Noon time, I am sitting in front of my computer as my stomach tells me to recharge my energy, it’s time for a healthy apricot yogurt with a high fruit content. Indeed, an ideal snack for in between. Staring at the screen, I grab my yogurt, open the lid with its sticky yogurt residues on, I flip it upside down next to me, then follows the unfortunate incident. I move my mouse around while I accidentally hit it with the sticky yogurt lid. Not a very pleasant experience indeed.
Yogurt residues on lid’s bottom sides may not only spoil your computer mouse, they can also stick to other surfaces like clothing, handbags, your kids’ hands… etc, plus they create a repulsive smell inside the waste bin. Keep in mind that Zurich City and other metropolitans charge around $2 for a rubbish bag. So if you throw away a half emptied bag, you compromise wasting money instead of solving the initial problem: getting rid of the sticky yogurt lids or having none at all.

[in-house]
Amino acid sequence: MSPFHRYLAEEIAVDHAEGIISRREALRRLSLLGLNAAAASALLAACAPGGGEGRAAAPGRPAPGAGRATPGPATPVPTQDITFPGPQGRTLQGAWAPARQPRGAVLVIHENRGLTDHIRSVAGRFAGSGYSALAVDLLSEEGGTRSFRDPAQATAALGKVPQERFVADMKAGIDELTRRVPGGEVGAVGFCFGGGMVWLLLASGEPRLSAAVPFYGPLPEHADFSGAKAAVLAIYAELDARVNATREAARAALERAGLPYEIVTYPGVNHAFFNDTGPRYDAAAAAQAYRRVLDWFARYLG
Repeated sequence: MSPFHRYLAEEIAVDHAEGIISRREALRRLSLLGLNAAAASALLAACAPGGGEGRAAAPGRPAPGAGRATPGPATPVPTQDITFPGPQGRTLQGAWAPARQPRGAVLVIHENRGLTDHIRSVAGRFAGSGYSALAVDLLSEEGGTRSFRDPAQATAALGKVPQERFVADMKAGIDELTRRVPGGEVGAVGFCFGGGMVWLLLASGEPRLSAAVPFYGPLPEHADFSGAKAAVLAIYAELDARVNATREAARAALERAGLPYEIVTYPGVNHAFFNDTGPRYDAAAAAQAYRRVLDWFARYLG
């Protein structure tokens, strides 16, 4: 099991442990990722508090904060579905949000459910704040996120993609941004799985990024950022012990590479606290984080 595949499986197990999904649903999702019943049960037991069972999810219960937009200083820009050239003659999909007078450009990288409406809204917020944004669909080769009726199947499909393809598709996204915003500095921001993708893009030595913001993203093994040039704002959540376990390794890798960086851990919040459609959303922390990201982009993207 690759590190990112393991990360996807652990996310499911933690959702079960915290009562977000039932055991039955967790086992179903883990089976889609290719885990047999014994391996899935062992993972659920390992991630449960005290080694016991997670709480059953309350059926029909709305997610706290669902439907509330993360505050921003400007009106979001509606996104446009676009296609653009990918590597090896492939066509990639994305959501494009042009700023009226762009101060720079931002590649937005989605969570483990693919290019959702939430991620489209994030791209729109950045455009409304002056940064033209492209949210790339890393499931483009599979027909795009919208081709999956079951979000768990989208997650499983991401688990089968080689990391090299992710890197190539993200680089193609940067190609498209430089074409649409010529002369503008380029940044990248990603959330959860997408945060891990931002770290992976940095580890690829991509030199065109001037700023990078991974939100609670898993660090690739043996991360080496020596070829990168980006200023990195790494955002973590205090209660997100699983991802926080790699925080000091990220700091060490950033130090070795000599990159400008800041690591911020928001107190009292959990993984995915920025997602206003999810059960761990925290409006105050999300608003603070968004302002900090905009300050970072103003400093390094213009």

In Japan, this problem is already tackled as you can see here. The solution is to coat the lid with a layer, that is called LiquiGlide, to allow the yogurt or other sticky fluids to flow. This technology is also applied in ketchup tubes where stickiness prevents the outflow. The advantage lies in the reduction of food waste and in some cases in the reduction or elimination of expensive thickener. Other options may include adding a throwable intermediate mesh to withhold the yogurt from the upper lid. Other smart materials can also be tested and integrated into the lid manufacturing process. However, to make opening and closing the yogurt an enjoyable experience for you and your kids, I recommend testing new manufacturing materials, processing, and substances.
Mirko Stanic is an expert in food innovation and has written a book about it. Download it on Amazon